In his 2015 State of the Union address, President Obama pushed Congress to bring cybersecurity legislation to fruition in order to combat emerging attacks against the nation.

On Tuesday night, the President delivered a short, but pointed, message to lawmakers on the issue as he laid out a larger national agenda.

“No foreign nation, no hacker, should be able to shut down our networks, steal our trade secrets, or invade the privacy of American families, especially our kids,” Obama said in his address. “We are making sure our government integrates intelligence to combat cyber threats, just as we have done to combat terrorism.  And tonight, I urge this Congress to finally pass the legislation we need to better meet the evolving threat of cyber-attacks, combat identity theft, and protect our children’s information. 

“If we don’t act, we’ll leave our nation and our economy vulnerable.  If we do, we can continue to protect the technologies that have unleashed untold opportunities for people around the globe,” he said.

Obama’s call to “finally pass” data security legislation, as well law that would defend entities against cyber attacks, follows his attempts last week to jump-start the legislative process for a federal data breach statute enforcing a 30-day notification requirement from the discovery of a breach.

Already, Sen. Bill Nelson, D-Fla., has announced that he is in the final stages of drafting the Data Security and Breach Notification Act of 2015, which would invoke the 30-day reporting standard, if passed, and prevail over varying state data security and breach notification laws.

Following the late 2014 attack on Sony Pictures Entertainment, Obama has increasingly addressed the need to thwart cyber attacks against the nation. And in early January, he imposed sanctions against North Korea, which the U.S. government has attributed the Sony attacks to.

For some IT security practitioners, the President’s inclusion of cybersecurity issues in the State of the Union speaks volumes of the importance the topic increasingly commands among policy makers.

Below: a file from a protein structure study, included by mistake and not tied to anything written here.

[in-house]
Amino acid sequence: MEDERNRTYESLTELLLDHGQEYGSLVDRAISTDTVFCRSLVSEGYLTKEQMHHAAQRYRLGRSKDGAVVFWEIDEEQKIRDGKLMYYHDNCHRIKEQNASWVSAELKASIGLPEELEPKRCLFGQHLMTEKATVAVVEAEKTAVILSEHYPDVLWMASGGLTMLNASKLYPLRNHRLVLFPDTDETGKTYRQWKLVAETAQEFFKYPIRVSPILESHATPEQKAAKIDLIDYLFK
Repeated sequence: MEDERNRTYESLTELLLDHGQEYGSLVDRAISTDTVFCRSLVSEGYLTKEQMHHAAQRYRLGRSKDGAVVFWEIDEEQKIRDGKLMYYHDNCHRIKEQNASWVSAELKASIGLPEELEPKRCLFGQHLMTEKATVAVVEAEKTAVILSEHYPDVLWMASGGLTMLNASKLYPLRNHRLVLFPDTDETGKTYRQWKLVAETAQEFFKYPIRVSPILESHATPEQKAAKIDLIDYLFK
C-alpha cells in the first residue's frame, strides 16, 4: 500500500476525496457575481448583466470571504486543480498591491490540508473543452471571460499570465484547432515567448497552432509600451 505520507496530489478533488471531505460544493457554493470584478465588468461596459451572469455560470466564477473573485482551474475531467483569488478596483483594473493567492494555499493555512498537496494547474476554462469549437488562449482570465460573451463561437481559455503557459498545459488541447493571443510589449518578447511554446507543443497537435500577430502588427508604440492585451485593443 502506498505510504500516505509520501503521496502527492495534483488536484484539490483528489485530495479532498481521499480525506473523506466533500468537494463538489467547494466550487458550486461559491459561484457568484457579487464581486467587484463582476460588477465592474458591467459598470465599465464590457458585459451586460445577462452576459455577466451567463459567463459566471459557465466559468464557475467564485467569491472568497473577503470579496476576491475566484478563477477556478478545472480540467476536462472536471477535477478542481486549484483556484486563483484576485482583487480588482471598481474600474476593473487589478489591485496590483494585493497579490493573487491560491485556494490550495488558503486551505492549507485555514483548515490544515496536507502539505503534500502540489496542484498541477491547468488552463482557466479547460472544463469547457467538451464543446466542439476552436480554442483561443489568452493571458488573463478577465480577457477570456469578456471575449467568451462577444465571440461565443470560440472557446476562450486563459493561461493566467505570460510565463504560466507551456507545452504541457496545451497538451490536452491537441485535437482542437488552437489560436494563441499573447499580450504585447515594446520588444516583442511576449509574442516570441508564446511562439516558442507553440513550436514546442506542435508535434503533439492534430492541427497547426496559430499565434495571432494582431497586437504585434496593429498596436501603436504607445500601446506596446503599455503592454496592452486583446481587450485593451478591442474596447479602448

In a Wednesday interview with SCMagazine.com, Amit Yoran, president of RSA, said that “anytime you get the president of the United States talking about cybersecurity, it is a statement about the importance of cybersecurity on the world stage.

“It plays a critical role in our modern, interconnected, global economy. And it’s important that the President spoke to it and speaks to it,” Yoran said. “It is appropriate that it has his attention, and beyond State of the Union, that there’s real concern at the senior-most levels of government and at corporations about cybersecurity and what folks need to do about it.”

In the midst of the White House’s appeals for bipartisan cybersecurity efforts, privacy advocates at the Electronic Frontier Foundation (EFF) remind the public that IT security should, not only be on lawmakers’ agendas, but in such a way that past missteps aren’t rehashed for the sake of introducing legislation. 

Last week, for instance, the White House published a legislative proposal (PDF) to amend the Computer Fraud and Abuse Act (CFAA) – a federal anti-hacking law criticized for being outdated and leading to aggressive prosecution against individuals, like computer programmer and activist Aaron Swartz, who committed suicide in January 2013.

In a blog post, EFF senior staff attorney Lee Tien and legislative analyst Mark Jaycox, said that President Obama’s proposed cybersecurity bill looked “awfully similar to the now infamous CISPA (with respect to information sharing), a computer crime bill that is opposite of [EFF’s] own proposed computer crime [CFAA] reform, and a data breach law weaker than the current status quo,” which includes existing breach notification law in California.  

“All three of the bills are recycled ideas that have failed in Congress since their introduction in 2011. They should stay on the shelf,” Tien and Jaycox argued.

Derek Manky, global security strategist at Fortinet, told SCMagazine.com in a Wednesday interview that “sometimes there can be political complication in seeing these things through,” as it pertains to effective cybersecurity legislation.

He added, however, that the attention to improving our cyber defenses and practices, as a nation, in the SOTU address “underscores the importance of cybersecurity and that it is on the agenda.”

“I think it’s a great thing,” Manky added later. “We can’t sweep these things under the rug. We have to put everyone on the same playing field.”